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Lotus Pack
12-25-2012, 12:47 PM
Being under the impression that the Wire.h include would work ok on the Teensy 3. I put the following test i2c slave device into a Teensy 2 to check I have all the right libraries etc. Works fine on the T2 but got this compiling error on selecting T3 as the Board.

slave_sender.cpp.o: In function `setup':
C:\Users\Paul\Documents\PIC Programming\arduino-1.0.2/slave_sender.ino:18: undefined reference to `TwoWire:: onRequest(void (*)())'
collect2: ld returned 1 exit status


#include <Wire.h>

void setup()
{
Wire.begin();
Wire.onRequest(requestEvent);
}

void loop()
{
delay(100);
}

void requestEvent()
{
Wire.write("hello ");
}

:(
Any ideas?

Lotus Pack
12-29-2012, 12:04 PM
Ye I have replied to m own questio. Can anyone give it a ty for me please so I can either chnage my config or confirm it is the lib?

el_supremo
12-29-2012, 04:14 PM
onRequest isn't defined in the Teensy Beta9 Wire library.

Pete

Lotus Pack
12-29-2012, 04:59 PM
OK Thanks Pete.

PaulStoffregen
12-30-2012, 01:27 AM
I started working on this yesterday....

PaulStoffregen
12-30-2012, 09:23 AM
Warning: Early Alpha-quality code. Feedback needed...

http://www.pjrc.com/teensy/beta/Wire_slave_mode_30dec12.zip

I've implemented onRequest(). It might even work sometimes! There are probably subtle (or not so subtle) differences in how this handles shorter or longer than expected messages, and maybe other issues. I did get it to work with the Wire library examples and minor variations, but it's otherwise has very little testing.

So far, I have not managed to implement onReceive(). If you look in Wire.cpp, the interrupt routine is able to receive the bytes and put them into the buffer. But I haven't figured out how to get an interrupt after the last byte. Freescale doesn't seem to have an interrupt for the I2C stop condition. Maybe there's a way that I've just missed over and over today?

Anyway, here's the code. If you try this, please set your expectations for early alpha-quality code. I could really use some feedback about what works and what doesn't? And if anyone has an idea about how to detect the stop condition to make the onReceive callback, please speak up! I've verified it does receive properly into the buffer, so all that's needed is a way to make the callback after the last byte.

PaulStoffregen
01-03-2013, 01:28 AM
Has anyone tried this new code? Does it work for you?

ploveday
01-03-2013, 07:58 AM
Has anyone tried this new code? Does it work for you?

Well, I've just been trying to get this going without much luck.

It is quite possible I'm doing something wrong, though.

Hardware wise, I've wired up SCL/SDA between two Teensy3s, with 1.5k to 3.3v on each line.

Software is basically:

Master:
Wire.begin();
Wire.RequestFrom(1,1);

Slave:
Wire.begin(1);
Wire.onRequest(requestEvent);

...

void requestEvent()
{
Wire.write(1);
}

But the master is locking. As far as I can tell I'm not getting the IAAS interrupt on the slave. But it's quite possible I've broken something.

- Peter

ploveday
01-04-2013, 10:23 AM
Aha!


It works *MUCH* better if the SDA/SCL pins are set to open drain (PORT_PCR_ODE) in TwoWire::begin(). I also removed the pullup enable, though judging from the comment that's irrelevant.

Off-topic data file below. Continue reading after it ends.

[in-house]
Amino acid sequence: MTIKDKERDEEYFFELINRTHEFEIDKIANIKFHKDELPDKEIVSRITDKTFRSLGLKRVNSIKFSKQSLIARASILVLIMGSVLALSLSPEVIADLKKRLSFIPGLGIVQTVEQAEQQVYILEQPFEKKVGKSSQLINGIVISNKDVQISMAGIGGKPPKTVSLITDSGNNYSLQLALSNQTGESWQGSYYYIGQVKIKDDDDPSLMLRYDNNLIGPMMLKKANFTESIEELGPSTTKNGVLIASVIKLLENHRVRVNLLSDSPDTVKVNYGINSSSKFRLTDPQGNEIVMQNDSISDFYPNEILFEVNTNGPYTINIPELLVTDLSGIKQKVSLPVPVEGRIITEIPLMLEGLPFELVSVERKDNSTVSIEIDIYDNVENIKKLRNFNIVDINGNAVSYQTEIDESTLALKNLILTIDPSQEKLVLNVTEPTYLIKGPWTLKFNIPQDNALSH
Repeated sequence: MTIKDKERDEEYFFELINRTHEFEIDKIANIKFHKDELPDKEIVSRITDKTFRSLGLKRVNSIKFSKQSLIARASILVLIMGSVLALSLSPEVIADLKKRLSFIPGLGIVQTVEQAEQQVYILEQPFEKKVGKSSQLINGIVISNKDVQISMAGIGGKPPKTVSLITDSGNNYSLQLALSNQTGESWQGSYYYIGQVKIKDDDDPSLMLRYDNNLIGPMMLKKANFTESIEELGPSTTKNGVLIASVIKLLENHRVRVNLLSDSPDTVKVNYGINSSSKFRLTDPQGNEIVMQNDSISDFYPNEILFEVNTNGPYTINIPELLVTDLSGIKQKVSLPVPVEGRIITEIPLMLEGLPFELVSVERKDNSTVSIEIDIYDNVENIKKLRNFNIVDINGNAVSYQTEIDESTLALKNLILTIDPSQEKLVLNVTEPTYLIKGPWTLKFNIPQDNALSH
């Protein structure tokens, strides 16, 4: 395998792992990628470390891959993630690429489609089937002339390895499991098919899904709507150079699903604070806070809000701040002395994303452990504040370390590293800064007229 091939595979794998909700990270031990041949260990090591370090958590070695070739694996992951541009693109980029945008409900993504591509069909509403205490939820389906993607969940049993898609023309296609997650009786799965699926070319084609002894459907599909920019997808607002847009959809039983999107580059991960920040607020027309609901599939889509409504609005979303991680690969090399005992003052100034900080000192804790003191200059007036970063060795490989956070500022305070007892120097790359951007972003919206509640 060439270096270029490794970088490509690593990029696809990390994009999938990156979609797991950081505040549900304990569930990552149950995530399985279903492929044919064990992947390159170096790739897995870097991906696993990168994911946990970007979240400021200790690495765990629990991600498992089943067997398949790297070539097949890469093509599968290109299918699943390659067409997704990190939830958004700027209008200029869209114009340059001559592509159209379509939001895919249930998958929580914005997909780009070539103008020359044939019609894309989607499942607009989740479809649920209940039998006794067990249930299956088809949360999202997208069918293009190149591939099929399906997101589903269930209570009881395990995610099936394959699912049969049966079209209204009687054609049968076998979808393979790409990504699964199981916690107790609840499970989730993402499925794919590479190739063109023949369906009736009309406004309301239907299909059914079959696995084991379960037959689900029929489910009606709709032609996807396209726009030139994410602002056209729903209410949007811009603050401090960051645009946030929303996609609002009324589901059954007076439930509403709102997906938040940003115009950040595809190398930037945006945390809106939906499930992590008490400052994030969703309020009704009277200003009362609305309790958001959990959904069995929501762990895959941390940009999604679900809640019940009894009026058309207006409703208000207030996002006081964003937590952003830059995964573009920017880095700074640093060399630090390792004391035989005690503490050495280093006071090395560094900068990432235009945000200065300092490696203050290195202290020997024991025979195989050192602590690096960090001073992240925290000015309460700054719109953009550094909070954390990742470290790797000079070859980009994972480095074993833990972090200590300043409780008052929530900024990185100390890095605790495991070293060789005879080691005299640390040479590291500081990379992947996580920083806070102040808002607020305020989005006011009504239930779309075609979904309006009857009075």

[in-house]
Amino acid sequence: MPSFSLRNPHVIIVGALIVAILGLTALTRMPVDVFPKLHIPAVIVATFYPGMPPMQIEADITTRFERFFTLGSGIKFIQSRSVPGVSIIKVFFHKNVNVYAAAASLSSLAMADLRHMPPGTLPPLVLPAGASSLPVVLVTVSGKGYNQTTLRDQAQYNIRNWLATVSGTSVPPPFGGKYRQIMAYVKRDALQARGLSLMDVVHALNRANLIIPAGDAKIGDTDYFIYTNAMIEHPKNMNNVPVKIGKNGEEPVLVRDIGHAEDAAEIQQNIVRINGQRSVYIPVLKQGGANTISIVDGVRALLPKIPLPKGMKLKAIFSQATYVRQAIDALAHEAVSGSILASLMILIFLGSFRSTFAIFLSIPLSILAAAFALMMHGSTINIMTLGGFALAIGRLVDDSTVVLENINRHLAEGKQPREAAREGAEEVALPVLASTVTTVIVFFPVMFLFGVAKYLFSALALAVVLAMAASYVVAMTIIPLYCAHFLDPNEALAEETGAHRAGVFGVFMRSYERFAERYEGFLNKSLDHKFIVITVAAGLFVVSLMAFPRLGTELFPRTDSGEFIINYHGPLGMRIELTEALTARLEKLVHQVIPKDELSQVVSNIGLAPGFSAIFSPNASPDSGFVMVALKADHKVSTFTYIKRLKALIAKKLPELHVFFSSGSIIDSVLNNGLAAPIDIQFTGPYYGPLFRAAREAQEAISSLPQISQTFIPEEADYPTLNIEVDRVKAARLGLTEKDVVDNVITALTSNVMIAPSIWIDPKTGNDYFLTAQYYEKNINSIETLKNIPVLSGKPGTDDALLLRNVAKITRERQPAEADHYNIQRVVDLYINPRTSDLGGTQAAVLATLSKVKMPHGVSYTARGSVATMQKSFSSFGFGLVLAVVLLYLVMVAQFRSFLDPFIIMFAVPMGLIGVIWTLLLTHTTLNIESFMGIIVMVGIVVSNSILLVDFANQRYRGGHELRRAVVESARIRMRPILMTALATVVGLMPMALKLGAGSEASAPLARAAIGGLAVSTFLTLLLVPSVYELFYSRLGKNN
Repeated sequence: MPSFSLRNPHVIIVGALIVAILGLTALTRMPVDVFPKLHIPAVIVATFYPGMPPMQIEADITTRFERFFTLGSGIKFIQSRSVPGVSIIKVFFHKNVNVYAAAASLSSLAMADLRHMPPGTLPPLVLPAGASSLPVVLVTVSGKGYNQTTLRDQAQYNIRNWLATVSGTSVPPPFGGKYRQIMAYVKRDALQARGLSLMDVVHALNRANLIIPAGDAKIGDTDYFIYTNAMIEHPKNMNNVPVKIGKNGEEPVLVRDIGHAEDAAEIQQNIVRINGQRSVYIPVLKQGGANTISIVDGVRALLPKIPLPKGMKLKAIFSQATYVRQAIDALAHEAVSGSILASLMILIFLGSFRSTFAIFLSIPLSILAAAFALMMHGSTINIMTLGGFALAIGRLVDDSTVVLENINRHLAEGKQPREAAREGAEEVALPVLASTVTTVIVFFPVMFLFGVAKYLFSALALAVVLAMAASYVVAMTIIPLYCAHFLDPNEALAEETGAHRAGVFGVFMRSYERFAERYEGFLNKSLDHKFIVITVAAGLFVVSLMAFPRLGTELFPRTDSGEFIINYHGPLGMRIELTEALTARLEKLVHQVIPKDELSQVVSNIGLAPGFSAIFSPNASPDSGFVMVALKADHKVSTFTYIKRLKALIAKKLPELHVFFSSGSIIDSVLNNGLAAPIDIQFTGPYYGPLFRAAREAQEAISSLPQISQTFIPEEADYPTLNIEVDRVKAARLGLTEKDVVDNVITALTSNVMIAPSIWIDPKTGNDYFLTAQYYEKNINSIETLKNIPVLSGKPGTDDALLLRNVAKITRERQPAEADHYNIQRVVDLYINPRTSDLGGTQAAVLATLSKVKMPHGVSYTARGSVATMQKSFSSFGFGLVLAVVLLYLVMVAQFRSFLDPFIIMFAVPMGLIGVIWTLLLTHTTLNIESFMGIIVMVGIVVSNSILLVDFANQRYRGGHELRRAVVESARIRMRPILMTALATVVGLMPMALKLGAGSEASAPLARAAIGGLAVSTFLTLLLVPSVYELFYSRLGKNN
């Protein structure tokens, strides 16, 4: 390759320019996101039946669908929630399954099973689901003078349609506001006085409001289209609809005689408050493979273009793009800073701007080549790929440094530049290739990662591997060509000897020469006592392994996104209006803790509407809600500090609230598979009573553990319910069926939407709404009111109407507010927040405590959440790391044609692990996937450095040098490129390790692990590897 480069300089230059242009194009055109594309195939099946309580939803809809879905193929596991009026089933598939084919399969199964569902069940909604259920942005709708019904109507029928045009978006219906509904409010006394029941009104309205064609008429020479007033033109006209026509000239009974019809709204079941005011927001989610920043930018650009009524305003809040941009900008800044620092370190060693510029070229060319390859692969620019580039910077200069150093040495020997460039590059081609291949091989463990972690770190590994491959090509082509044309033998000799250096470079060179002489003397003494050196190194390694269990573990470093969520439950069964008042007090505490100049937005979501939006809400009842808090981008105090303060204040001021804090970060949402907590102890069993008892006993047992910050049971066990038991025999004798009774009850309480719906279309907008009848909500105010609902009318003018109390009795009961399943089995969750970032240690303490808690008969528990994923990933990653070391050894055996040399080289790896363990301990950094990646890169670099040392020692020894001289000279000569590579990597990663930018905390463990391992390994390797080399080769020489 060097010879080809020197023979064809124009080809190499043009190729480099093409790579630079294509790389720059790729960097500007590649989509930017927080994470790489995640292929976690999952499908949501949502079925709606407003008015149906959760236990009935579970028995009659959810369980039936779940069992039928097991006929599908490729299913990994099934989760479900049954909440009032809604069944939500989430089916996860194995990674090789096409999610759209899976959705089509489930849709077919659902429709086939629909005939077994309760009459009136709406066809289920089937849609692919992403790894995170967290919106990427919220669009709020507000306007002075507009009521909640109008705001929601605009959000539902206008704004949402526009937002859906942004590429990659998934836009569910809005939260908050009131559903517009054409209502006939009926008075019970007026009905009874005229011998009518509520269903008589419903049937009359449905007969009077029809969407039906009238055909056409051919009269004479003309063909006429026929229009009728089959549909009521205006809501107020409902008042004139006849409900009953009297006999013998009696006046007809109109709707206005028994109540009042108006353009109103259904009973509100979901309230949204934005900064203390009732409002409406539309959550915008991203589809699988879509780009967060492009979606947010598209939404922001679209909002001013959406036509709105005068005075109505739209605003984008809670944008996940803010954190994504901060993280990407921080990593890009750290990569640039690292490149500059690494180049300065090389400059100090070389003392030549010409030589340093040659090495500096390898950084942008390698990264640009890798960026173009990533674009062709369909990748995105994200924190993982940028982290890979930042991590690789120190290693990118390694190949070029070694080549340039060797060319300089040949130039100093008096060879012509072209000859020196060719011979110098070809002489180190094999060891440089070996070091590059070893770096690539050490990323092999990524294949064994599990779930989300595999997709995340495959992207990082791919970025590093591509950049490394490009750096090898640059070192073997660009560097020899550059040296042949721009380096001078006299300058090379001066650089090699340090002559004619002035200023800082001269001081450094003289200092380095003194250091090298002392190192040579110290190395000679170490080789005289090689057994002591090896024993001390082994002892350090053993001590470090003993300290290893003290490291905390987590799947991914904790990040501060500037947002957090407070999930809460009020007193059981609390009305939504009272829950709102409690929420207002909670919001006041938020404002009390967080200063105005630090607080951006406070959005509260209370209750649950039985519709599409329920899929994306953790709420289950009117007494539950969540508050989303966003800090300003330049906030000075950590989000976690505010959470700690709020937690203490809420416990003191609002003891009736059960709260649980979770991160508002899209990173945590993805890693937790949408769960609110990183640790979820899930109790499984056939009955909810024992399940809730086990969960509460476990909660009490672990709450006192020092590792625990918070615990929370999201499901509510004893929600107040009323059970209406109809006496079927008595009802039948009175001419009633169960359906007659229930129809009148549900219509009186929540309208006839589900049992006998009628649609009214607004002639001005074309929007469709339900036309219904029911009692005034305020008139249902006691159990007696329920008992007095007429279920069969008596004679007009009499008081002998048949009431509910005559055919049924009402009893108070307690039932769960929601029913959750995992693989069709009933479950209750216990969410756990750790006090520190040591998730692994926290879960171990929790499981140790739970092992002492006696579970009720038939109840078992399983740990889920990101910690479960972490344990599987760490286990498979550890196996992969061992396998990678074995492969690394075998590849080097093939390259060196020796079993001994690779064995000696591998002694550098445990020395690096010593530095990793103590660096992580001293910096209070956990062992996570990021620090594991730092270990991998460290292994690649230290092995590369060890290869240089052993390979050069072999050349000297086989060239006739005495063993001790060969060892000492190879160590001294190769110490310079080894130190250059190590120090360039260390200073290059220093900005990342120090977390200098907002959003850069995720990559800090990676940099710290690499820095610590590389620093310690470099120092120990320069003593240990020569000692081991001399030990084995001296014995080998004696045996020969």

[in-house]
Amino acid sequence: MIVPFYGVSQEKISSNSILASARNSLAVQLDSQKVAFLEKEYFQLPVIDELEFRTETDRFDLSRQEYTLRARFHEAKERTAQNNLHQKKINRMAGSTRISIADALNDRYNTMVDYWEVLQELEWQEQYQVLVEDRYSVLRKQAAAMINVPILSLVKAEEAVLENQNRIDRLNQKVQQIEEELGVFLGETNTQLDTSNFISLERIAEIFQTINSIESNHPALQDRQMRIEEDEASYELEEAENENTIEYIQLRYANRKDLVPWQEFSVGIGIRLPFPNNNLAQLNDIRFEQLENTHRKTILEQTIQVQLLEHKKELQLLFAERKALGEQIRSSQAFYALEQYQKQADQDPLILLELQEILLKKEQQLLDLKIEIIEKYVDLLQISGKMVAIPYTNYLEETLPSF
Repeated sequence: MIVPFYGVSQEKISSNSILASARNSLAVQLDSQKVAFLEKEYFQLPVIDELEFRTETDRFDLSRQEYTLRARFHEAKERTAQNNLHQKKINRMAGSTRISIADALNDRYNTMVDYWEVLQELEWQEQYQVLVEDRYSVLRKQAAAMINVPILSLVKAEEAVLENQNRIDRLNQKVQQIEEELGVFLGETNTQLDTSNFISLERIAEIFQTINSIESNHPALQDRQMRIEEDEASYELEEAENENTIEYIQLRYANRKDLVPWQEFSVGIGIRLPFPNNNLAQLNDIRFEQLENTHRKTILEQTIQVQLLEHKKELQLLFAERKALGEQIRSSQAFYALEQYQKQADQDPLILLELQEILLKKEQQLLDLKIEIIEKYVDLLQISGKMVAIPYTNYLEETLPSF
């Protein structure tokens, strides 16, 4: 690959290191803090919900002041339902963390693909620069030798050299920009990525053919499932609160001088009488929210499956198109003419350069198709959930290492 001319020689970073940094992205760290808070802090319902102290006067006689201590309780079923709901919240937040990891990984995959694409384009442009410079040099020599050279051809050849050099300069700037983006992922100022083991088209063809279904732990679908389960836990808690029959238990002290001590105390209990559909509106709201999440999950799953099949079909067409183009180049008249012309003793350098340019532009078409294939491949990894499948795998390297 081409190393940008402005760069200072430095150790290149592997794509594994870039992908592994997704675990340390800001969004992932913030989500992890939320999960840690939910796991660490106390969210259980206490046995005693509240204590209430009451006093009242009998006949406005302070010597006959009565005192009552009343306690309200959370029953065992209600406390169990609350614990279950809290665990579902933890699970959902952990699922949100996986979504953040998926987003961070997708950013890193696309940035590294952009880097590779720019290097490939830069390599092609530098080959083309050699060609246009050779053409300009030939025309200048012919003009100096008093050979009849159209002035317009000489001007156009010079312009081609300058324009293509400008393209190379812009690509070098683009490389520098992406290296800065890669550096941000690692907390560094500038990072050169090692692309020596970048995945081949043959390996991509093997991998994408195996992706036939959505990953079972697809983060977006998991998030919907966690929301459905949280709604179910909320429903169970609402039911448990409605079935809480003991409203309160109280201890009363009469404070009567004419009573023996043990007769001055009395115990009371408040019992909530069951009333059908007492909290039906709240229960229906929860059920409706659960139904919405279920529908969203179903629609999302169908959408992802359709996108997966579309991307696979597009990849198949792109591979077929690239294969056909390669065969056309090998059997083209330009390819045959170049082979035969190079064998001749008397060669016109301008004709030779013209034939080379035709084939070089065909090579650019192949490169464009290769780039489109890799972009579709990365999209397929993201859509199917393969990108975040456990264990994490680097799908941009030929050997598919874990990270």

OnRequest() is now working as expected for me, at least in simple tests so far.

Now to have a look at OnReceive() handling...

- Peter

ploveday
01-05-2013, 05:12 AM
So far, I have not managed to implement onReceive(). If you look in Wire.cpp, the interrupt routine is able to receive the bytes and put them into the buffer. But I haven't figured out how to get an interrupt after the last byte. Freescale doesn't seem to have an interrupt for the I2C stop condition. Maybe there's a way that I've just missed over and over today?


Well, unfortunately my findings mirror yours. I cannot find a way to detect stop from the ISR. I am seeing the IAAS interrupt, then subsequent interrupts for each data byte; but the final byte shows nothing special - not that I would expect it to, because it is presumably pre-ack, or during ack, and the stop won't have occurred yet. No interrupt occurs following the final data byte, and I've not been able to find any way to force it to, or to wait for TCF/BUSY or anything.

It is possible to poll BUSY from somewhere in loop, checking receive buffer status etc to see if a slave receive transfer has finished, but this is far more of a kludge than real solution. Any example code I can find for the K20 I2C in fact relies on the slave receive knowing the expected length, or handling it as a stream of bytes rather than a specific length receive.

While I think this is a pretty poor design on freescale's part, if indeed there is no way to detect STOP... I would also consider the Wire library to be pretty poorly thought out in this regard (why I'd have expected differently, I don't know, given the generally poor design of the other Arduino APIs). A better, more orthogonal approach might be to implement it much as a stream/FIFO as the Serial libraries do.

Nonetheless, we're stuck with what we have as far as Arduino goes... so what to do... we could poll BUSY during loop(), or poll BUSY on a timer, or implement a time-out on the transfer (assuming all bytes will be transmitted together, regardless of STOP being asserted). Obviously another IAAS would indicate a new transfer and should terminate any previous one because otherwise we could miss the STOP/START transition if it's a polled system. Any idea if we can get an edge interrupt on a pin that's MUXed for I2C (rather than GPIO), such that we could manually detect the stop condition between bytes that way?

All a bit of a hack really. A anyone have any other ideas?

- Peter

PaulStoffregen
01-05-2013, 11:49 AM
Yup, my thoughts exactly. I considered starting one of the interval timers to automatically poll the busy status. It's a real shame Freescale didn't provide an interrupt for that busy bit.

That's a good idea on the pin interrupts. I recall reading somewhere they work even if the mux isn't selected to GPIO mode. I'll try using a rising edge detect on the SDA pin. Each successive non-zero data byte will give an unnecessary interrupt, but compared with the disadvantages of polling from loop() or consuming a hardware timer, it seems like probably the least-bad approach.

Thanks for looking at this is such detail. I spend several hours reading that datasheet and trying random things, thinking there just has to be a way to detect the stop bit... that I must have just been looking right at it over and over but not seeing it. I'm still in a bit of disbelief that Freescale's hardware doesn't have this capability.